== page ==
Gillian Metzger, professor of constitutional law at Columbia University, said before the rulings were handed down that it would be “very concerning” if the court failed to support the congressional subpeonas.

“Our system of separation of powers requires that Congress be able to exercise its powers, and to do that it has to be able to get information and to undertake oversight of the executive,” she said.

Alongside other major rulings in this court term, the tax records decisions offered a glimpse of how a new conservative majority on the court, installed under Trump, could shape public life for decades to come.

Trump was represented in the Manhattan case by Jay Sekulow, who was also a lead lawyer for Trump during the impeachment hearings. Sekulow advanced an expansive argument for executive power, asserting that sitting presidents are immune from criminal investigation.

“We are pleased that in the decisions issued today,” Sekulow said in a statement, “the supreme court has temporarily blocked both Congress and New York prosecutors from obtaining the president’s financial records. We will now proceed to raise additional constitutional and legal issues in the lower courts.”

While the rulings did not result in an immediate handover of documents, Sekulow’s characterization of the court having “blocked” the records was seen as misleading, with the justices explicitly rejecting his argument that such records were off-limits.

In oral arguments in May, both Trump appointees on the court, Neil Gorsuch and Brett Kavanaugh, seemed to coax Sekulow, without success, toward a more limited argument. Lawyers for the prosecution responded that the president must comply with the law.

The congressional subpoena for Trump’s tax records from one of his accountants, Mazars USA, set up a broader separation-of-powers clash. The House intelligence committee sought the documents as part of its investigation of foreign influence in the 2016 election, while the oversight and reform committee said it was considering rewriting ethics laws to require elected officials to disclose tax documents.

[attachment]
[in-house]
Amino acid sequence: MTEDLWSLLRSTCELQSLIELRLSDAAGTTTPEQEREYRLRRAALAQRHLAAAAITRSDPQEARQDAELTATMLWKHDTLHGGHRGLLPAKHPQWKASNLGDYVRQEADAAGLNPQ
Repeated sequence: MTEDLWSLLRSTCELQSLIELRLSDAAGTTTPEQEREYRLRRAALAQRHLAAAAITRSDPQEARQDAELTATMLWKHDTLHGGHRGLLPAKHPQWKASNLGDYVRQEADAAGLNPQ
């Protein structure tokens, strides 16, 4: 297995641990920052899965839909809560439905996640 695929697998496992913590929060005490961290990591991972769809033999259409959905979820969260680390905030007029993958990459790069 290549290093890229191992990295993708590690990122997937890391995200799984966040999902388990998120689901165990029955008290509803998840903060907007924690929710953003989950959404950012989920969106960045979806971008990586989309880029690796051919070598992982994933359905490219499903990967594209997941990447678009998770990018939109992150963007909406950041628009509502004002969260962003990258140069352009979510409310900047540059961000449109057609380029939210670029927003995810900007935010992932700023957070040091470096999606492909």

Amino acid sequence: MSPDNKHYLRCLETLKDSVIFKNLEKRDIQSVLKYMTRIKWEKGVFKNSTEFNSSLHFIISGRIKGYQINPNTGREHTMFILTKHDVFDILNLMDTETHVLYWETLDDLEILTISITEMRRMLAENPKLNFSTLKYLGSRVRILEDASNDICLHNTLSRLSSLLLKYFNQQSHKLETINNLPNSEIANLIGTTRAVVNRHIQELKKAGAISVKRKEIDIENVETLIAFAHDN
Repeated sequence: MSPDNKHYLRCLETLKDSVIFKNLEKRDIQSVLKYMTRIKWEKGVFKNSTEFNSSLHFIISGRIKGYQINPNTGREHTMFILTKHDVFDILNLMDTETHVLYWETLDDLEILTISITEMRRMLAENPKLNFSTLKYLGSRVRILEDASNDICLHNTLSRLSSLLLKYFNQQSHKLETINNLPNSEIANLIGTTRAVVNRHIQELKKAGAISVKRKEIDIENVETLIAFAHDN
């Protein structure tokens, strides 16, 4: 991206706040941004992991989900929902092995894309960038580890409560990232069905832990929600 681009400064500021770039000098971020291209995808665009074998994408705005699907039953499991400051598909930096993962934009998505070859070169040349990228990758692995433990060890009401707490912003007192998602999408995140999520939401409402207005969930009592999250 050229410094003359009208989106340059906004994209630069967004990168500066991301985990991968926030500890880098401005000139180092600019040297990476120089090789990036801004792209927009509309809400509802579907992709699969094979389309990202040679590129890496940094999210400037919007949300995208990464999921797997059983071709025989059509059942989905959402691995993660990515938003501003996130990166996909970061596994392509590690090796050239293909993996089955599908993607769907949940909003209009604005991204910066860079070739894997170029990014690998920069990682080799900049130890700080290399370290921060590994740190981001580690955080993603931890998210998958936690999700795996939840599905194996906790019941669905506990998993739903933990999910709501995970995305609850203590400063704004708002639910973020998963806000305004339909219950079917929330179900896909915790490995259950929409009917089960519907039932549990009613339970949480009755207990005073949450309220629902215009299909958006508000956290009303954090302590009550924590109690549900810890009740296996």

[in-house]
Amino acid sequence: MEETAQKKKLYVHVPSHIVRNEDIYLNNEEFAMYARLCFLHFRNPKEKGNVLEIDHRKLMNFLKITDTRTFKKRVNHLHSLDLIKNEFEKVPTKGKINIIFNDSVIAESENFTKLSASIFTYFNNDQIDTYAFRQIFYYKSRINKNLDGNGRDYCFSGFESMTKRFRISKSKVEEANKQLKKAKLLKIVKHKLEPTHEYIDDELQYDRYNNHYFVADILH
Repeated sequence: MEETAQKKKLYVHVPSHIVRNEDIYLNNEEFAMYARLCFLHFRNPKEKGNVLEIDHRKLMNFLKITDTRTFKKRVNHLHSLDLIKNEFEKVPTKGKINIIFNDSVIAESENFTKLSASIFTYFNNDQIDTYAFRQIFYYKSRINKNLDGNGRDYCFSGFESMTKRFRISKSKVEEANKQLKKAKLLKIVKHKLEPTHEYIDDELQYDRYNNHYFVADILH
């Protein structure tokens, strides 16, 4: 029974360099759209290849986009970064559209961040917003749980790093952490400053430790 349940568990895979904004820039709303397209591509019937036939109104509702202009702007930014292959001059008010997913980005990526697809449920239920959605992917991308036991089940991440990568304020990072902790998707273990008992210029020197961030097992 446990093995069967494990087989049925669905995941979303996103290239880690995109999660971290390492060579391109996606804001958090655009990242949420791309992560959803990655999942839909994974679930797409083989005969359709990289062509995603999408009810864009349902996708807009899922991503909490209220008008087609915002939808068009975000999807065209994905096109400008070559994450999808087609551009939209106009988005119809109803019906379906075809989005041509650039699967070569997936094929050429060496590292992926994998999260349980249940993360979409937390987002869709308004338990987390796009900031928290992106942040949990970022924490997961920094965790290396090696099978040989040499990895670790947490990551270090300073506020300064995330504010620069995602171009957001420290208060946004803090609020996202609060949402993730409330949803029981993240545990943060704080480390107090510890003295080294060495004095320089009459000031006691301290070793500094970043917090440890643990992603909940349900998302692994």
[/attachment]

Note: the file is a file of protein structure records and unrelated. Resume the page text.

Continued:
Trump lawyer Patrick Strawbridge argued that “these types of subpoenas are going to be uniquely troublesome and burdensome” and said: “Congress lacks any power to inquire into the private affairs of any individual.”

In response, a lawyer for the House of Representatives, Douglas Letter, pointed out that Richard Nixon had supplied the Watergate tapes in response to a congressional subpoena, and that Bill Clinton sat for a deposition, while in office, in the Paula Jones sexual harassment case.

“History really matters here,” Letter said, “and it shows you that the arguments here made by Mr Trump ignore an astonishing amount of history”.

Trump’s lawyers said the “evidentiary demands” advanced by Congress were burdensome, and that Trump was being distracted by having to bring a lawsuit to stop his accountants from turning information over to Congress.

“There’s no way that this could interfere with the president,” Letter replied in oral arguments, “because he doesn’t have to do anything. This is a subpoena to two banks and an accounting firm.”

  • Joan E Greve contributed reporting © Guardian News & Media Limited 2010